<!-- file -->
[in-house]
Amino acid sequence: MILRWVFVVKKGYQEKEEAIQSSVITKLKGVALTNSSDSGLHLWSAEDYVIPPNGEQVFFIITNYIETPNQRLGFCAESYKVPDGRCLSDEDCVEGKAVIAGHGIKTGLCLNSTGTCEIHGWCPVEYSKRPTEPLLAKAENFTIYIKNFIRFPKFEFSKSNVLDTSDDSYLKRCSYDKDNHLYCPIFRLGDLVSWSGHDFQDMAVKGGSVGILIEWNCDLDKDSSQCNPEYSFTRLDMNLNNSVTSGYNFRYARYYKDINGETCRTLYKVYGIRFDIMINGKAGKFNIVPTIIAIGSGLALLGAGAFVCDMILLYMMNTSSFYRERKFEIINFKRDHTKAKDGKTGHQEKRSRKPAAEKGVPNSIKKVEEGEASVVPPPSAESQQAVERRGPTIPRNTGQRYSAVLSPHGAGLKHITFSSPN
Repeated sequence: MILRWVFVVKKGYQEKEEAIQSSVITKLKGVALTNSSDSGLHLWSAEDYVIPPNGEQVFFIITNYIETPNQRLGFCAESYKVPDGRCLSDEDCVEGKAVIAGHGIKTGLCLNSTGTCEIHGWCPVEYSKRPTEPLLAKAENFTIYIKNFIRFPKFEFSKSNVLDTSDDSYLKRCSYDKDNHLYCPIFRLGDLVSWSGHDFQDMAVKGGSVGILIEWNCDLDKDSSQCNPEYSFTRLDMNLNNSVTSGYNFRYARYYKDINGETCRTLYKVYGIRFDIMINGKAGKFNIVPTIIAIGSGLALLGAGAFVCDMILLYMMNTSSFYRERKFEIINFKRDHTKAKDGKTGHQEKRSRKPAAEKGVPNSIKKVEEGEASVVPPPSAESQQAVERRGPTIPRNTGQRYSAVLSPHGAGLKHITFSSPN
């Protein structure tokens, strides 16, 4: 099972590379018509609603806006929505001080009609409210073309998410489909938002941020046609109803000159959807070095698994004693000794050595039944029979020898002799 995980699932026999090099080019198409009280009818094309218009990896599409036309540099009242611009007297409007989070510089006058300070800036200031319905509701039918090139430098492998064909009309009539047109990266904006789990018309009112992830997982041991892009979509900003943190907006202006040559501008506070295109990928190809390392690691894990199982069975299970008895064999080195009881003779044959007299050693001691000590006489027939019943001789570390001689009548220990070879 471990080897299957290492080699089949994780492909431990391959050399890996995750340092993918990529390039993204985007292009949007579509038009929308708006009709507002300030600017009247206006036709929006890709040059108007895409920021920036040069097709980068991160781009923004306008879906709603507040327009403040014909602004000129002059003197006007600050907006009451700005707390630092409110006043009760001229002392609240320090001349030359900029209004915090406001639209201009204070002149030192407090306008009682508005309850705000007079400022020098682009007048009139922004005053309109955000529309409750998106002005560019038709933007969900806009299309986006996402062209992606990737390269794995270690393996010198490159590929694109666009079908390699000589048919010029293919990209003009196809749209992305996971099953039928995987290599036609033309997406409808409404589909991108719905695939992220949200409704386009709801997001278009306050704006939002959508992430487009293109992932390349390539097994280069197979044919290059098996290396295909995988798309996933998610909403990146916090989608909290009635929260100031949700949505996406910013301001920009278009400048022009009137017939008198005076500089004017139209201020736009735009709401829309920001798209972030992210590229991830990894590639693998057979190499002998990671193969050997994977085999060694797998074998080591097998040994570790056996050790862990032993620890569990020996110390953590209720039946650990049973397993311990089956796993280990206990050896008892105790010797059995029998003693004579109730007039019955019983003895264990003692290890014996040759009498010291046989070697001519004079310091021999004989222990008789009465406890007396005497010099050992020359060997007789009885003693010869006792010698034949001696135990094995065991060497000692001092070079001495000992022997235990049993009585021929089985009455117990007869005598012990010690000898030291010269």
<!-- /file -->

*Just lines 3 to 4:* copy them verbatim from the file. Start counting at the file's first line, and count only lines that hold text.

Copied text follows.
Repeated sequence: MILRWVFVVKKGYQEKEEAIQSSVITKLKGVALTNSSDSGLHLWSAEDYVIPPNGEQVFFIITNYIETPNQRLGFCAESYKVPDGRCLSDEDCVEGKAVIAGHGIKTGLCLNSTGTCEIHGWCPVEYSKRPTEPLLAKAENFTIYIKNFIRFPKFEFSKSNVLDTSDDSYLKRCSYDKDNHLYCPIFRLGDLVSWSGHDFQDMAVKGGSVGILIEWNCDLDKDSSQCNPEYSFTRLDMNLNNSVTSGYNFRYARYYKDINGETCRTLYKVYGIRFDIMINGKAGKFNIVPTIIAIGSGLALLGAGAFVCDMILLYMMNTSSFYRERKFEIINFKRDHTKAKDGKTGHQEKRSRKPAAEKGVPNSIKKVEEGEASVVPPPSAESQQAVERRGPTIPRNTGQRYSAVLSPHGAGLKHITFSSPN
């Protein structure tokens, strides 16, 4: 099972590379018509609603806006929505001080009609409210073309998410489909938002941020046609109803000159959807070095698994004693000794050595039944029979020898002799 995980699932026999090099080019198409009280009818094309218009990896599409036309540099009242611009007297409007989070510089006058300070800036200031319905509701039918090139430098492998064909009309009539047109990266904006789990018309009112992830997982041991892009979509900003943190907006202006040559501008506070295109990928190809390392690691894990199982069975299970008895064999080195009881003779044959007299050693001691000590006489027939019943001789570390001689009548220990070879 471990080897299957290492080699089949994780492909431990391959050399890996995750340092993918990529390039993204985007292009949007579509038009929308708006009709507002300030600017009247206006036709929006890709040059108007895409920021920036040069097709980068991160781009923004306008879906709603507040327009403040014909602004000129002059003197006007600050907006009451700005707390630092409110006043009760001229002392609240320090001349030359900029209004915090406001639209201009204070002149030192407090306008009682508005309850705000007079400022020098682009007048009139922004005053309109955000529309409750998106002005560019038709933007969900806009299309986006996402062209992606990737390269794995270690393996010198490159590929694109666009079908390699000589048919010029293919990209003009196809749209992305996971099953039928995987290599036609033309997406409808409404589909991108719905695939992220949200409704386009709801997001278009306050704006939002959508992430487009293109992932390349390539097994280069197979044919290059098996290396295909995988798309996933998610909403990146916090989608909290009635929260100031949700949505996406910013301001920009278009400048022009009137017939008198005076500089004017139209201020736009735009709401829309920001798209972030992210590229991830990894590639693998057979190499002998990671193969050997994977085999060694797998074998080591097998040994570790056996050790862990032993620890569990020996110390953590209720039946650990049973397993311990089956796993280990206990050896008892105790010797059995029998003693004579109730007039019955019983003895264990003692290890014996040759009498010291046989070697001519004079310091021999004989222990008789009465406890007396005497010099050992020359060997007789009885003693010869006792010698034949001696135990094995065991060497000692001092070079001495000992022997235990049993009585021929089985009455117990007869005598012990010690000898030291010269």